Common Grounds

Opinion: Our story, like most Palestinian survivors, is one of resilience, courage and fortitude

June 28, 2022

Source: The SanDiego Union Tribune



Published June 27, 2022


Ethnic cleansing of Palestinians has been a 74-year fact for Palestinians and is the root cause of our struggle and continues today.

Opinion: Our story, like most Palestinian survivors, is one of resilience, courage and fortitude

On June 9, 1967, my siblings were served breakfast, their first meal as refugees. My brother Bashar, 6 years old then, hid a piece of Arabic bread, fearing it would be another 24 hours before the next meal. I was not born yet. Our family journey is etched in all our minds, nonetheless. Our story, like most Palestinian survivors, is one of resilience, courage and fortitude.


Twenty-four hours earlier, our family was sleeping in Tulkarem, our hometown in the northern part of the West Bank’s last hills before the fertile coastal valley by the Mediterranean Sea. You can see the Mediterranean on the horizon less than 10 miles away. Our stone house was a breathtaking architectural wonder welcoming visitors entering Tulkarem from the west. A balcony surrounded our home with a garden full of citrus trees, flowers and Iraqi jasmine plants.


Awakened that morning by alarming knocking on doors and windows, my family had its first time coming face to face with the Israeli army a few days after the six-day war erupted. Israel captured the West Bank and East Jerusalem from the Jordanians, the Sinai Peninsula and Gaza Strip from the Egyptians, and the Golan Heights from the Syrians. Palestinians call it the Naksa, meaning “the setback,” to differentiate it from the Nakba, or the catastrophe, that took place in 1948, when about 850,000 Palestinians were ethnically cleansed.


Our family was instructed to register at the military headquarters on the eastern skirts of Tulkarem. On the way to the registration center, my father remembered the need to unlock the hens’ coop since it was an unusually warm day. My father and sister Nadia walked back. Nadia recalls the empty streets and the heavy smell of death hanging in the air. Her attempts to grab some food for her siblings were nixed by my father, thinking it will only be a few hours till we return. My family did not eat until 24 hours later in a different country and as refugees.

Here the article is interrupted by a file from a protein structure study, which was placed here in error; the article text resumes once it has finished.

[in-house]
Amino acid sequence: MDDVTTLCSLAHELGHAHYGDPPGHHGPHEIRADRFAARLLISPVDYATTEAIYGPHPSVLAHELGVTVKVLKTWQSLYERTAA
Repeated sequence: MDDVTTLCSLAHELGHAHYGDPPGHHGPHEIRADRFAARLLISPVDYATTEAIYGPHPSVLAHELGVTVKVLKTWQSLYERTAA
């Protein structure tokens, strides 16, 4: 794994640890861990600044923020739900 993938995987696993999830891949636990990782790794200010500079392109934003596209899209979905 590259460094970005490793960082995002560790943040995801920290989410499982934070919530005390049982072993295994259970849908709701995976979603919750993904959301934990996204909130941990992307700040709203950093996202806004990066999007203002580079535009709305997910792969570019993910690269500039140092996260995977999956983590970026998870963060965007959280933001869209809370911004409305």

Crowds of bewildered Palestinians at the military headquarters were put on buses steadily rolling to Jordan and forced to cross the river by foot to the East Bank. A chaotic scene unfolded with old and young navigating the shallow waters, the same waters Jesus Christ was baptized in. Among other precarious circumstances, these new refugees faced the cruel reality of seeing their neighbors who suffered the 1948 expulsion becoming refugees once again.


It was getting dark. After several hours of walking towards the road leading to the Jordanian capital, Amman, a kindhearted Jordanian carried my family in his truck to Ajloun, a city in northern Jordan. My family was served breakfast and it was their first meal as refugees, and that is when my brother slipped a piece of bread in his pocket — something never imagined before because of our family‘s stability and prominence.

It took a few weeks settling in the city of Irbid, Jordan. With the help of friends and family, my father and my older sister found jobs as teachers. I was born during this time.


News came from those fleeing the continued violence that Israel demolished our distinguished house. Our losses then became a complete catastrophe with the loss of our house and becoming refugees all at once.


A year later, because hospitals, municipalities and schools were flattened and nonfunctional, the Red Cross allowed some Palestinians to return under a special permit given to teachers and physicians to run the daily lives of those who remained in the West Bank. My father was a teacher and we came back but not to our wrecked home. We rented an apartment in Tulkarem where my mother still lives. Opportunities were nonexistent, so I studied abroad and eventually immigrated to Canada and then to the United States.


Others were not so lucky. Today, hundreds of thousands of Palestinians remain in refugee camps in Jordan, Lebanon and Syria. The expulsion of Palestinians from our ancestral lands continues today aided by an unjust and biased Israeli military court system partially funded by our American taxpayer dollars.


Ethnic cleansing of Palestinians has been a 74-year fact for Palestinians and is the root cause of our struggle and continues today. The absence of a real solution that ignores refugee rights to return to their homes is a nonstarter. The pain my family and millions suffered is somewhat mitigated by our stories of loss and grief. They animate and humanize our truths. They are the missing links to acknowledgment, a necessary ingredient for lasting peace.



Qadan is a biotechnology executive. He currently serves on the board of directors for both American Arab Anti-Discrimination Committee and Council on American Islamic Relations in San Diego. He lives in Carmel Valley.




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